"Gargoyles & Graffiti"chronicles architectural elements that I find interesting or unique in my travels. Gargoyles are my passion, but today graffiti (which I hate but am learning to love as it is everywhere) is as much a part of architecture as the gargoyles and decorative railings that thrill me.

Wednesday, January 25, 2012

Stockholm Memories: Vasa and Skansen Museums

European bison at the Skansen

Mom and baby moose at the Skansen
My husband and I went on a Baltic cruise for our tenth anniversary last year. My favorite parts of Stockholm were the Vasa Museum, Skansen Open Air Museum and the surrounding waterways. I especially loved our sail out of Stockholm to Drottningholm Palace.

The Vasa Museum centers around a warship that sunk in 1628 and was refurbished starting in 1961. But I found all the other things in the museum of far more interest - the statues and reproductions of her hull and how she looked as she sailed out of Stockholm almost three hundred years ago.

Vasa Museum wall painting

My husband Moises at the Vasa Museum

Me at the Vasa

Reproductions of the hull ornamentation circa 1628

More information about the Vasa Museum can be found at this website:Visit the Vasa Museum

Carousel at the Skansen
After the Vasa, we visited the Skansen Open Air Museum, a combination small zoo and living history museum, showing the lives of Scandinavia in times past and includes shows and entertainment. The museum is 120 years old.

 More information can be found on the Skansen open air museum at:Explore the Skansen Open Air Museum

I found this youtube video which I think is especially good about both the Vasa and Skansen Museums.


But our favorite part of that day was the view we had while up on the hill in Skansen, looking out over the water. We were hot and tired and had just bought two bottles of water and dreamed of the wonderful lunch we would have later at a Hotel in Gamla Stan (the old part of the city.) I had the traditional smorgasbord, makes my mouth water just thinking of it. 

We ate lunch at the Grand Hotel, with fabulous service and amazing surroundings. For additional information on Swedish smorgasbord, check out:
Swedish classic: the smorgasbord
information on the Grand Hotel:
Grand Hotel Stockholm

View from the Skansen

Sunday, January 22, 2012

Barcelona Barri Gothic - Walking the Crooked Line

Restaurant in Hotel Royal Ramblas

I traveled to Barcelona solo and took a few days to see some of the sites again. I wasn't in a hurry this time, didn't have my guide book out, checking maps, looking for all the tours. That is the beauty of a great place the second time around. I ate dinner at a restaurant in the Royal Ramblas Hotel. Great Italian dishes. I snapped a few photos of the street lights and decorative features along La Rambla, but the real treat was saved for the next day when I went on a tour of the Barri Gothic.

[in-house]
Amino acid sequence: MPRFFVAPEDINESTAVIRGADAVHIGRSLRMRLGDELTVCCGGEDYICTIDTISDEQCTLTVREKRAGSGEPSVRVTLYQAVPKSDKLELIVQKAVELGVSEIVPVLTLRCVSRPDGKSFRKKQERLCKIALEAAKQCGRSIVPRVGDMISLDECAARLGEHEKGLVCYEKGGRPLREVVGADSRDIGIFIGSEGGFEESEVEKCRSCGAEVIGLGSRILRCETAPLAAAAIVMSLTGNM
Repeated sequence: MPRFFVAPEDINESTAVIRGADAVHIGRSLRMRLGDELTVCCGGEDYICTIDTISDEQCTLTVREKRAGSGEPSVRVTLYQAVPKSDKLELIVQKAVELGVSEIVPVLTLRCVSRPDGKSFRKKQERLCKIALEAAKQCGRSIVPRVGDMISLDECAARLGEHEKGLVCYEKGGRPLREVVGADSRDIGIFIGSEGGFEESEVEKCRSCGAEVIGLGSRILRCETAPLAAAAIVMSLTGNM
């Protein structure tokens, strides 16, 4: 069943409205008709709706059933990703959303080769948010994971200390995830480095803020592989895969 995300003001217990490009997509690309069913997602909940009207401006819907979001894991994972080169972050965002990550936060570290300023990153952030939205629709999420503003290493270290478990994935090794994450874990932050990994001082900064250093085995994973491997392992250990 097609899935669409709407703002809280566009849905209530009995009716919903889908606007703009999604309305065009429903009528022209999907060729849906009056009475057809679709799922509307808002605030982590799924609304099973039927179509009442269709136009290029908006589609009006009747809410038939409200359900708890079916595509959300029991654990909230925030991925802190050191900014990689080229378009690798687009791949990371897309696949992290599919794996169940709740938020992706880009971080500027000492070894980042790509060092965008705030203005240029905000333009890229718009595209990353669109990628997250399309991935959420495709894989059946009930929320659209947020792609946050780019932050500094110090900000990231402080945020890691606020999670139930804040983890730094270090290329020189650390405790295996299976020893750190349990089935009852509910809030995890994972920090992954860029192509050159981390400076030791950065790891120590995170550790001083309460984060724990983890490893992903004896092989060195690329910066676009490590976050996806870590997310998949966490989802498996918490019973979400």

Walking tour group led by Oliver
10 am on most weekdays (you can check the schedule at the tourist office on Plaza Catalunya only a few blocks from the Le Meridien where I stayed) they have a Gothic walking  tour that takes you through the labyrinth streets of Barcelona's oldest part dating back to Roman times. I had gotten lost and ended up in Raval a few years before so I decided the walking tour was the way to see everything in a short amount of time.

I arrived with only a few minutes to spare before the tour started. We had some confusion with the headsets while Oliver stressed over somebody not replacing the batteries and finally he opened a new box and we got started on our tour. The tour lasted about 2 hours and was chalk full of great sites. We walked around with our mouths hanging open in wonder. I think per square inch Barcelona has more great Gothic sites than anywhere else in the world, but I haven't been everywhere so maybe I am wrong.

Street lamp St. Jaume Place

 According to Oliver our guide, this is the only remaining Roman ruins in all of Barcelona ... they have torn all the rest down or built things over them or changed them in some way.
Roman walls

Here are some photos of the Barri Gothic walking tour. I cannot tell you what every Chapel or Cathedral is but I saw some great architectural features. 

These are some of the places we visited along the way:

Casa de la Pia Almmoina